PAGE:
Accrued somatic mutations (nucleic acid changes) trigger ALS: 2005-2015 update

Research output: Contribution to journalArticlepeer-review

Abstract

Amyotrophic lateral sclerosis (ALS) is a multilevel disease of the motor neuron system. The mechanisms triggering disease onset should be considered separately from those facilitating its spread and motor neuron death. In 2005, I brought together clinical and epidemiological evidence to support the hypothesis that acquired nucleic acid changes may trigger sporadic ALS. Since 2005, the conceptual foundations for this hypothesis have been strengthened. The journal Amyotrophic Lateral Sclerosis was renamed Amyotrophic Lateral Sclerosis & Frontotemporal Degeneration. The focal onset, with simultaneous initial maximal upper and lower motor neuron involvement in the region of onset, and patterns of spread, were characterized further. Clues from the epidemiology of sporadic ALS were affirmed by quantitative analysis, including the increase in disease incidence with age, suggesting accrual of time-dependent changes, and the confirmation of smoking as an established risk factor. Additional observations support the conclusion that accrued somatic mutations trigger onset of ALS.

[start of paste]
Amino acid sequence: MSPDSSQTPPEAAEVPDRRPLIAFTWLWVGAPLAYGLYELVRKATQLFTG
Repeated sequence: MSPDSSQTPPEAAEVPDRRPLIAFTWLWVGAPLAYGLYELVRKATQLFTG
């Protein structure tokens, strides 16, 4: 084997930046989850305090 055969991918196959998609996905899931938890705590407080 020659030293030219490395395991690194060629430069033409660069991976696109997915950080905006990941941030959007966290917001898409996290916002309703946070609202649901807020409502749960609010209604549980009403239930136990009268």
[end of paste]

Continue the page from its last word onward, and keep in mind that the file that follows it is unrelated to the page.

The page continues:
Original languageEnglish
Pages (from-to)842-849
Number of pages8
JournalMuscle and Nerve
Volume53
Issue number6
DOIs
StatePublished - 1 Jun 2016

Keywords

  • Age-dependent penetrance
  • Age-specific incidence
  • Carcinogenesis
  • Neural network degeneration
  • Risk factors
  • Smoking

Fingerprint

Dive into the research topics of 'Accrued somatic mutations (nucleic acid changes) trigger ALS: 2005-2015 update'. Together they form a unique fingerprint.

Cite this